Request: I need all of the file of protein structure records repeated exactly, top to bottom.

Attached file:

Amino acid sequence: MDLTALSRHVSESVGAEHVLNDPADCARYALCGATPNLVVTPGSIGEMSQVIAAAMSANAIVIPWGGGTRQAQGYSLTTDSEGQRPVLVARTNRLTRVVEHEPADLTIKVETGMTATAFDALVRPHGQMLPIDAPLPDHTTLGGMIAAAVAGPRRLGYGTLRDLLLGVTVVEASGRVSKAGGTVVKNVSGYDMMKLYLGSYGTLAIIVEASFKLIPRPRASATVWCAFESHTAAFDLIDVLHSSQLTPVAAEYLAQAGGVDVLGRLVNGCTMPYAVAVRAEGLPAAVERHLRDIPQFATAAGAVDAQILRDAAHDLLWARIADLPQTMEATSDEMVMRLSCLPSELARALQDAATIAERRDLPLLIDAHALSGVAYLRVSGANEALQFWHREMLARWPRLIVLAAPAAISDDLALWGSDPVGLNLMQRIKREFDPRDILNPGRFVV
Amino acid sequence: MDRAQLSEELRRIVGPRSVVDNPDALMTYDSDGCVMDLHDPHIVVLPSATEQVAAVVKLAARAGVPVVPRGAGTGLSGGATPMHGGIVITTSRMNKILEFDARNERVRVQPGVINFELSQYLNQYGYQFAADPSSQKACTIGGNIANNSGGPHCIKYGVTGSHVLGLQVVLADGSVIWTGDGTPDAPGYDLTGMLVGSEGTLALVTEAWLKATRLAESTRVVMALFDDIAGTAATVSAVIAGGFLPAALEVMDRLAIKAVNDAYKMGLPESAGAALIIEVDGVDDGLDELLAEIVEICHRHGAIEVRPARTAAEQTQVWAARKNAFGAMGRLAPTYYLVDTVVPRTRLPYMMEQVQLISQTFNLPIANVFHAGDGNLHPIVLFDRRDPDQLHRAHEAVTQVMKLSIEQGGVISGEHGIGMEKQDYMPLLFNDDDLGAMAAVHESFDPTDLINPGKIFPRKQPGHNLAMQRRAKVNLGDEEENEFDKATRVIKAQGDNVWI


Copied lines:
Amino acid sequence: MDLTALSRHVSESVGAEHVLNDPADCARYALCGATPNLVVTPGSIGEMSQVIAAAMSANAIVIPWGGGTRQAQGYSLTTDSEGQRPVLVARTNRLTRVVEHEPADLTIKVETGMTATAFDALVRPHGQMLPIDAPLPDHTTLGGMIAAAVAGPRRLGYGTLRDLLLGVTVVEASGRVSKAGGTVVKNVSGYDMMKLYLGSYGTLAIIVEASFKLIPRPRASATVWCAFESHTAAFDLIDVLHSSQLTPVAAEYLAQAGGVDVLGRLVNGCTMPYAVAVRAEGLPAAVERHLRDIPQFATAAGAVDAQILRDAAHDLLWARIADLPQTMEATSDEMVMRLSCLPSELARALQDAATIAERRDLPLLIDAHALSGVAYLRVSGANEALQFWHREMLARWPRLIVLAAPAAISDDLALWGSDPVGLNLMQRIKREFDPRDILNPGRFVV
Amino acid sequence: MDRAQLSEELRRIVGPRSVVDNPDALMTYDSDGCVMDLHDPHIVVLPSATEQVAAVVKLAARAGVPVVPRGAGTGLSGGATPMHGGIVITTSRMNKILEFDARNERVRVQPGVINFELSQYLNQYGYQFAADPSSQKACTIGGNIANNSGGPHCIKYGVTGSHVLGLQVVLADGSVIWTGDGTPDAPGYDLTGMLVGSEGTLALVTEAWLKATRLAESTRVVMALFDDIAGTAATVSAVIAGGFLPAALEVMDRLAIKAVNDAYKMGLPESAGAALIIEVDGVDDGLDELLAEIVEICHRHGAIEVRPARTAAEQTQVWAARKNAFGAMGRLAPTYYLVDTVVPRTRLPYMMEQVQLISQTFNLPIANVFHAGDGNLHPIVLFDRRDPDQLHRAHEAVTQVMKLSIEQGGVISGEHGIGMEKQDYMPLLFNDDDLGAMAAVHESFDPTDLINPGKIFPRKQPGHNLAMQRRAKVNLGDEEENEFDKATRVIKAQGDNVWI